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John A. Weeks III
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Highways, Byways, And Bridge Photography
Huey P. Long Bridge
US-190 Mississippi River Crossing At Baton Rouge
Baton Rouge, Louisiana

Huey P. Long Bridge

• Structure ID: NBI: 611700071000001
• Location: River Mile 233.9.
• River Elevation: 10 Feet.
• Highway: US-190 (Once Proposed As I-410).
• Railroad: Kansas City Southern.
• Daily Traffic Count: 17,300 (2003).
• Daily Traffic Count: 5 Trains Per Day (Estimated).
• Bridge Type: Continuous Steel Truss Through Deck.
• Length: 5,879 Feet.
• Width: 4 Traffic Lanes, 2 On Each Side Of Railroad Track.
• Navigation Channel Width: Channels Of 748 Feet, 623 Feet, and 443 Feet.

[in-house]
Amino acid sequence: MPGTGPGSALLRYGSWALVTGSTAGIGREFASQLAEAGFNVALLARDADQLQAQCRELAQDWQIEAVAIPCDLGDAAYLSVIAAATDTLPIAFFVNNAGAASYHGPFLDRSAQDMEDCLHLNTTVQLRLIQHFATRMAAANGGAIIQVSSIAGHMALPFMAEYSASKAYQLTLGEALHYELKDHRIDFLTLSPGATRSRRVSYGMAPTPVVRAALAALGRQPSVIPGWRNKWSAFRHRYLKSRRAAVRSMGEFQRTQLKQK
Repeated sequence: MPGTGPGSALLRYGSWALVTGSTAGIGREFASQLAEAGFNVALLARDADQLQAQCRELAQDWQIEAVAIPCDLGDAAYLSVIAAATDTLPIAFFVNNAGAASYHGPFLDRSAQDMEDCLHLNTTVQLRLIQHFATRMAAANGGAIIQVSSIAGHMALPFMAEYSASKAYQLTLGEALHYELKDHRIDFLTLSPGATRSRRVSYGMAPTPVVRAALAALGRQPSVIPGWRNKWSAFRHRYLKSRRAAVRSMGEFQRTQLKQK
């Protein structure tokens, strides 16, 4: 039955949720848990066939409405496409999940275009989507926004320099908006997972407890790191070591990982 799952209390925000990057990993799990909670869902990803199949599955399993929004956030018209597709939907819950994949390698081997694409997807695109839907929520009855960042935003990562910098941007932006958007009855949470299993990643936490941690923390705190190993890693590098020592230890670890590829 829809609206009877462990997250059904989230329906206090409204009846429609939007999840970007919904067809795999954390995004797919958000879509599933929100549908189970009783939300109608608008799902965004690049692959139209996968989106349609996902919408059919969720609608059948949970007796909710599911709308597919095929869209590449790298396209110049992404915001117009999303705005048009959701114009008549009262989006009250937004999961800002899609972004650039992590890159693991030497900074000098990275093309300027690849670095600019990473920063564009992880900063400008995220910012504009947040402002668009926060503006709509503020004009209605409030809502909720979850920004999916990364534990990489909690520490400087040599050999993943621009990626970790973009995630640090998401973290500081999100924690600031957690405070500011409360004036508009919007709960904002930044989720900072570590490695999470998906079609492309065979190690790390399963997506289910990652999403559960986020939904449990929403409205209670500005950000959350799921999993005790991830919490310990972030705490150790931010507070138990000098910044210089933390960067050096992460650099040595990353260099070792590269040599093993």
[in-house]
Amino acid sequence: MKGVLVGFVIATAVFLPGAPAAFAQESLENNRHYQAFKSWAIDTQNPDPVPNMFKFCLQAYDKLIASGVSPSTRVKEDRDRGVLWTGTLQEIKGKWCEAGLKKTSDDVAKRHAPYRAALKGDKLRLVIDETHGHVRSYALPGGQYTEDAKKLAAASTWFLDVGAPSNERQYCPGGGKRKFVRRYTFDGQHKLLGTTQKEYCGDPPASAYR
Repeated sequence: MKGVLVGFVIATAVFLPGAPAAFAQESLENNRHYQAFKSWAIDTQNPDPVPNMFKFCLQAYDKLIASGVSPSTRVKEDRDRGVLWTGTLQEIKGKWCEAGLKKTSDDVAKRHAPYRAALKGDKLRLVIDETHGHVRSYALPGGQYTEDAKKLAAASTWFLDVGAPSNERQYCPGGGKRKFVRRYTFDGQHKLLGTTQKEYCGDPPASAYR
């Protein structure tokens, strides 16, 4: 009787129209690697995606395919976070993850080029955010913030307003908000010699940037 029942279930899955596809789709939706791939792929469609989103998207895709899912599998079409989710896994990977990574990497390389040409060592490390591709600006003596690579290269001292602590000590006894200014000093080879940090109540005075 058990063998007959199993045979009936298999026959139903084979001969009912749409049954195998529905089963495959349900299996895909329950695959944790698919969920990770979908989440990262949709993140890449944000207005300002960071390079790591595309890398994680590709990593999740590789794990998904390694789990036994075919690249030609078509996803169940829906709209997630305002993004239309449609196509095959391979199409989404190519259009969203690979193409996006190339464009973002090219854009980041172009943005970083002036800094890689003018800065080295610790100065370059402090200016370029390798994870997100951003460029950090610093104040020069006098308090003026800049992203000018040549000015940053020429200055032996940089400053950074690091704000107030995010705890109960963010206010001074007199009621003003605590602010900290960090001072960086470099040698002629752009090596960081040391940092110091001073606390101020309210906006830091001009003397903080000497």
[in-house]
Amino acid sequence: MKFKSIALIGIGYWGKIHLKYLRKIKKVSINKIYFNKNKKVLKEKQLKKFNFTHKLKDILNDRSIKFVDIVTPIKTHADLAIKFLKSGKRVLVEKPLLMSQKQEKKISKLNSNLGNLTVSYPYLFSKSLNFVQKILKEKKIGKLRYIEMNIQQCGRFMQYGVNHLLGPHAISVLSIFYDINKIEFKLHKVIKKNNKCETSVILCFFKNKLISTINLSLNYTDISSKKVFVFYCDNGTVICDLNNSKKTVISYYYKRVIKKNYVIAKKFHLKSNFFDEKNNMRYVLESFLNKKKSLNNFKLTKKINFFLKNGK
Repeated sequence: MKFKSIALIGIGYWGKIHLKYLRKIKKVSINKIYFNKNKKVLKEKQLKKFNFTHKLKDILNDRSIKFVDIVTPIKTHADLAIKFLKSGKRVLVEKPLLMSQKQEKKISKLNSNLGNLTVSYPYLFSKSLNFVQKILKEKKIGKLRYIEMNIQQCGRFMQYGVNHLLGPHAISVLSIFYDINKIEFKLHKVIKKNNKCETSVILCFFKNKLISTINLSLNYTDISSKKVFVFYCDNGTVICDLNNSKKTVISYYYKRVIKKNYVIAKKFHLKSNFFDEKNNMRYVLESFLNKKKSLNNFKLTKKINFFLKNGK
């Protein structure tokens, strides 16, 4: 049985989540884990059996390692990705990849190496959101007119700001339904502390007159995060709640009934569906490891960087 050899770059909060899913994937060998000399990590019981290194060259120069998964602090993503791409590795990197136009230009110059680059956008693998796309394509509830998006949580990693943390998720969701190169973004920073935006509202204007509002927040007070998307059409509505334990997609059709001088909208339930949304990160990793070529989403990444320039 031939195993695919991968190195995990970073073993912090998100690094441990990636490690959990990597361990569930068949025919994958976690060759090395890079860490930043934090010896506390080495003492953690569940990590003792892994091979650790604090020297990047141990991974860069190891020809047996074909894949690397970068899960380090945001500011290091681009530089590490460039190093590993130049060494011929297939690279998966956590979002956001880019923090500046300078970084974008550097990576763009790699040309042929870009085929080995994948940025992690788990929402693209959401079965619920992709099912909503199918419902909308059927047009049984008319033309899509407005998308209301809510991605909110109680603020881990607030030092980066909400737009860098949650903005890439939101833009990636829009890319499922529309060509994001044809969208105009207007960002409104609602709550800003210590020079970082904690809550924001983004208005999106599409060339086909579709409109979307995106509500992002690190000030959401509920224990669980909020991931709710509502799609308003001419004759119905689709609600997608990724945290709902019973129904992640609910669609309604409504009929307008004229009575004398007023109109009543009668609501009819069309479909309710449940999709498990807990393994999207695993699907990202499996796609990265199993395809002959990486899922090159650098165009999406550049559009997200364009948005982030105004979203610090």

• Height Above Water: 113 Feet.
• Date Built: Opened August 1940.
There are two different Huey P. Long Bridges over the Mississippi River in Louisiana. The first carries US-90 over the great river in New Orleans. The other Huey P. Long Bridge carries US-190 over the river here in Baton Rouge. The two Long Bridges are configured very similar to each other with the long railroad trestles on either end of the bridge, and the scary narrow traffic lanes hung off of the sides of the superstructure. These lanes were even narrower prior to the mid-1990s when 4 feet was added to each side of the bridge.

It is hard to grasp how large this structure is. It is also hard to find any kind of vantage point to take it all in given the trees, the levees, and the chemical plants on either side of the river. The main truss superstructure is around 3,300 feet long. The highway approaches are 1,650 feet on the west end of the bridge, and 870 feet on the east side of the structure. The total length of the highway approaches and main truss closely matches the published length of the bridge at 5,879 feet. The railroad trestle is around 3,650 feet on the east end of the river crossing, and nearly 5,300 feet long on the west side of the river. This gives a total elevated length of about 12,250 for trains, which is 2-1/4 miles.